Here’s why Blue Monday 2017 could be the bluest of Blue Mondays 4 years ago

Here’s why Blue Monday 2017 could be the bluest of Blue Mondays

Finding today a bit tough? You’re probably not the only one.

We don’t want to make your Monday any tougher than it needs to be, but you may well be aware of the fact that today, the third Monday in January, is Blue Monday, regarded as the most depressing day in the calendar year in the northern hemisphere.

For those of you who have no idea what we’re talking about, Blue Monday is a relatively recent phenomenon.

The term was coined in 2005 by a man known as Cliff Arnall, formerly of Cardiff University, who used a light-hearted and very non-scientific formula to calculate that the third Monday in January was the most depressing day of the year.

There have been variations of the formula used since its initial inception, but, basically, it sought to prove that factors such as the weather, low personal finance after Christmas and failure to carry out ambitious New Year’s Resolutions all combined to make the day a particularly tough one to bear.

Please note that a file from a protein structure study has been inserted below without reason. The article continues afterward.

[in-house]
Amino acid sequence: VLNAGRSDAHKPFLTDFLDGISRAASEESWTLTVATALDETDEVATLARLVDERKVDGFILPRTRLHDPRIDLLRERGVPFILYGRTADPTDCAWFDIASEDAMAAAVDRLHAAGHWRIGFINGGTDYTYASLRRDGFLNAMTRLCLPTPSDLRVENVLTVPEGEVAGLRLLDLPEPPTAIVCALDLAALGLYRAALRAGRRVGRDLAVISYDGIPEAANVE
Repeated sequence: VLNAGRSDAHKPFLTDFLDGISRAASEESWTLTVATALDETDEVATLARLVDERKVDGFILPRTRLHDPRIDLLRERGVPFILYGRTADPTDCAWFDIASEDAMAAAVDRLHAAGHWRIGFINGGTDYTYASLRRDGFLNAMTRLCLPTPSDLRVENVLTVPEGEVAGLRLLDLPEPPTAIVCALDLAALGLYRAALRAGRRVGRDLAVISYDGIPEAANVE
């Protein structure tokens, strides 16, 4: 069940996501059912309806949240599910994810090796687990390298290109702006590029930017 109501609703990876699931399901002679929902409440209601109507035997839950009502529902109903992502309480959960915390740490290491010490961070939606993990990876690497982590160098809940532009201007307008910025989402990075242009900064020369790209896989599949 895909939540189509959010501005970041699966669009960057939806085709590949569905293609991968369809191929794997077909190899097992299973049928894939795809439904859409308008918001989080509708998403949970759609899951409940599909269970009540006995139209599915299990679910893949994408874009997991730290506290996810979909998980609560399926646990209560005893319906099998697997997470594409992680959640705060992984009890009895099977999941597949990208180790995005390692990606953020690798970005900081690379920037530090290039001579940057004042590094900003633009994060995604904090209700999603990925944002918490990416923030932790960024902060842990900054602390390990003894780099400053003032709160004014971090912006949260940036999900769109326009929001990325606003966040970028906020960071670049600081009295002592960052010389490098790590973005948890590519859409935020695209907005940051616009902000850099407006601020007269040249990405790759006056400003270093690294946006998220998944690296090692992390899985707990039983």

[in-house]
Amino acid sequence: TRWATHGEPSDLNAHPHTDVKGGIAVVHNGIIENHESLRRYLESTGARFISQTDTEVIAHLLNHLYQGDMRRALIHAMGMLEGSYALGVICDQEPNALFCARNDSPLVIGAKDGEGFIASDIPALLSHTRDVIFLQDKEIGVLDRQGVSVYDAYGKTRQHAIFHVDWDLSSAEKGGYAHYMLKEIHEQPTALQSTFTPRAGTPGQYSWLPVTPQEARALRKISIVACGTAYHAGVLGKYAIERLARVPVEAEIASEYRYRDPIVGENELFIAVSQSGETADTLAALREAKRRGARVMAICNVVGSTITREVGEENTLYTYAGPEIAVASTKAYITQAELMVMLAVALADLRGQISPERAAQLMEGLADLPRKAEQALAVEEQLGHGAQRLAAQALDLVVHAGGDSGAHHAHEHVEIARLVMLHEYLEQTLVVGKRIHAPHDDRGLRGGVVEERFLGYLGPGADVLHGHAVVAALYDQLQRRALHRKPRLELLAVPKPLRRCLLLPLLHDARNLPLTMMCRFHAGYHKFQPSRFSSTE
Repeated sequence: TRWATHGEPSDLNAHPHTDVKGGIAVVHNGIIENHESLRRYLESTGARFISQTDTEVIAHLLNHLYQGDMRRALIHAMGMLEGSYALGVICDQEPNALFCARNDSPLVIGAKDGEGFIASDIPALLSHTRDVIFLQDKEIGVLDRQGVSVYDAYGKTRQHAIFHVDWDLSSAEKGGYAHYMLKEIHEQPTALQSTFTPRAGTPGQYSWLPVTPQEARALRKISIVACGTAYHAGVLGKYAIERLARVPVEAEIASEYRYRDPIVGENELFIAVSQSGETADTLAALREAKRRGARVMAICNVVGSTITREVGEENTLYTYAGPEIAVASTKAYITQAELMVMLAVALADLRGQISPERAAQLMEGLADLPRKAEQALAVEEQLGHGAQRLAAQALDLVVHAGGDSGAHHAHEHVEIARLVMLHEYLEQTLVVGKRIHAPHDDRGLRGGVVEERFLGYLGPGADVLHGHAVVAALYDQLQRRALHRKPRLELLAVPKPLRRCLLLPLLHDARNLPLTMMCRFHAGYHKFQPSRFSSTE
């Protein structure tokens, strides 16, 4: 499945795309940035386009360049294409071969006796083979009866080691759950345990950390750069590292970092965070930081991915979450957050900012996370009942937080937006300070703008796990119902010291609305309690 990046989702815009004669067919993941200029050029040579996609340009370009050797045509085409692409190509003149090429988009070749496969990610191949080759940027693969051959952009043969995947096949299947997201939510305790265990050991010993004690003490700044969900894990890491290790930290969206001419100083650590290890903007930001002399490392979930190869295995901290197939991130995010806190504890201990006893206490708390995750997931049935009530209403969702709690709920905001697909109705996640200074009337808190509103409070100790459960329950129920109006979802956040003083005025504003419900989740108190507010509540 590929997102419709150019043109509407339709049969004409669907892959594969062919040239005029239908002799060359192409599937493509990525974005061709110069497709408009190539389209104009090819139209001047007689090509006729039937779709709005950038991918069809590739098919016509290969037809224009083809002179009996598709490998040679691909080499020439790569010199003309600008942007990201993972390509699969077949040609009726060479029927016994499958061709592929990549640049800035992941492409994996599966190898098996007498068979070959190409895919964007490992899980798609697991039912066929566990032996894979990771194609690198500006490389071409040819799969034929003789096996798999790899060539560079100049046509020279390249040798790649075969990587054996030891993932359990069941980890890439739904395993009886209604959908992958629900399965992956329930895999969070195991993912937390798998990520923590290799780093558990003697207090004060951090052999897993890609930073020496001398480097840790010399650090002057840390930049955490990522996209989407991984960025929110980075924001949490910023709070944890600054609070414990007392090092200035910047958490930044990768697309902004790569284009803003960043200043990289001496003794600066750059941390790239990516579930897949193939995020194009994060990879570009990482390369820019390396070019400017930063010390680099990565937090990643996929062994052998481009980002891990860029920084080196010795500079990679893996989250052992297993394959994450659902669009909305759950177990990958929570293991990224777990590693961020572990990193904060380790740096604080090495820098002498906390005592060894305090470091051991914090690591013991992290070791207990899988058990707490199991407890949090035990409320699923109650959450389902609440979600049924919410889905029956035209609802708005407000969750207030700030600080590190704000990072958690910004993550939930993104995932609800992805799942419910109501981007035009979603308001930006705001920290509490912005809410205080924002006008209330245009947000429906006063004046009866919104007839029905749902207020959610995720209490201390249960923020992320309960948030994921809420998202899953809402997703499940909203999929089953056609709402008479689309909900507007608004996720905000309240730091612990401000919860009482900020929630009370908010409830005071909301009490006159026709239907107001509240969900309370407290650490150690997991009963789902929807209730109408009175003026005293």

And, if that wasn’t bad enough, Arnall now reckons that, due to factors such as Brexit, recent celebrity deaths and Donald Trump’s impending inauguration, this year’s Blue Monday might be the most depressing yet.


“Seasonal depression factors are coming together on Blue Monday – and additional concerns make 2017’s Blue Monday even more depressing than other years,” Arnall is quoted as saying in The Telegraph.

“Credit card bills are a big problem after Christmas, snow, ice and floods are causing worries, and many feel a lack of motivation.

“Other extra factors this year are Trump and Brexit causing uncertainty and increasing people’s fears.

“The deaths of so many celebrities, many in their 50s and 60s, has also worried people by reminding them of their own mortality.”

As if Monday wasn’t already bleak enough. Still, things can only get better from here, right?

Still need cheering up? This should do the trick…